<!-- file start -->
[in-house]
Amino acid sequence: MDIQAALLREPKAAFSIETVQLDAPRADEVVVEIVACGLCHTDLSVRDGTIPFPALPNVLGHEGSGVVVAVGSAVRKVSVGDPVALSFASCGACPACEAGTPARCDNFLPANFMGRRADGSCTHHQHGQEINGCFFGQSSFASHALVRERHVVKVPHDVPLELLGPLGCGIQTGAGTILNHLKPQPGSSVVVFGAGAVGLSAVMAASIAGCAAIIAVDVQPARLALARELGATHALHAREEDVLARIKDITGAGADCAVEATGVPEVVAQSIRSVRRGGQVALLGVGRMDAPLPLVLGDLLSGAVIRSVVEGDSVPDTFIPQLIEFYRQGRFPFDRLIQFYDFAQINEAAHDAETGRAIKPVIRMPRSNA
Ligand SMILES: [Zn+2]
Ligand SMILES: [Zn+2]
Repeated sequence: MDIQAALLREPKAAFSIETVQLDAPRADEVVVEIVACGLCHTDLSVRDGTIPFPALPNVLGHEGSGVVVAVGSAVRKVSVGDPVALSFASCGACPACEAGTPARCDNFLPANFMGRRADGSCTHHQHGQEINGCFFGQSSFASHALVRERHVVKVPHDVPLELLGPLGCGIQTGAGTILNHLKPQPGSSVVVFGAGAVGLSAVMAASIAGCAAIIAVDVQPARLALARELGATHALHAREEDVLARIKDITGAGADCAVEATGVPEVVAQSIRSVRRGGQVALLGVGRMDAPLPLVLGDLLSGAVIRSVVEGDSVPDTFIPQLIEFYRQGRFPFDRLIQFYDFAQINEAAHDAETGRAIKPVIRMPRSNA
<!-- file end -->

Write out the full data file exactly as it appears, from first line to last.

[in-house]
Amino acid sequence: MDIQAALLREPKAAFSIETVQLDAPRADEVVVEIVACGLCHTDLSVRDGTIPFPALPNVLGHEGSGVVVAVGSAVRKVSVGDPVALSFASCGACPACEAGTPARCDNFLPANFMGRRADGSCTHHQHGQEINGCFFGQSSFASHALVRERHVVKVPHDVPLELLGPLGCGIQTGAGTILNHLKPQPGSSVVVFGAGAVGLSAVMAASIAGCAAIIAVDVQPARLALARELGATHALHAREEDVLARIKDITGAGADCAVEATGVPEVVAQSIRSVRRGGQVALLGVGRMDAPLPLVLGDLLSGAVIRSVVEGDSVPDTFIPQLIEFYRQGRFPFDRLIQFYDFAQINEAAHDAETGRAIKPVIRMPRSNA
Ligand SMILES: [Zn+2]
Ligand SMILES: [Zn+2]
Repeated sequence: MDIQAALLREPKAAFSIETVQLDAPRADEVVVEIVACGLCHTDLSVRDGTIPFPALPNVLGHEGSGVVVAVGSAVRKVSVGDPVALSFASCGACPACEAGTPARCDNFLPANFMGRRADGSCTHHQHGQEINGCFFGQSSFASHALVRERHVVKVPHDVPLELLGPLGCGIQTGAGTILNHLKPQPGSSVVVFGAGAVGLSAVMAASIAGCAAIIAVDVQPARLALARELGATHALHAREEDVLARIKDITGAGADCAVEATGVPEVVAQSIRSVRRGGQVALLGVGRMDAPLPLVLGDLLSGAVIRSVVEGDSVPDTFIPQLIEFYRQGRFPFDRLIQFYDFAQINEAAHDAETGRAIKPVIRMPRSNA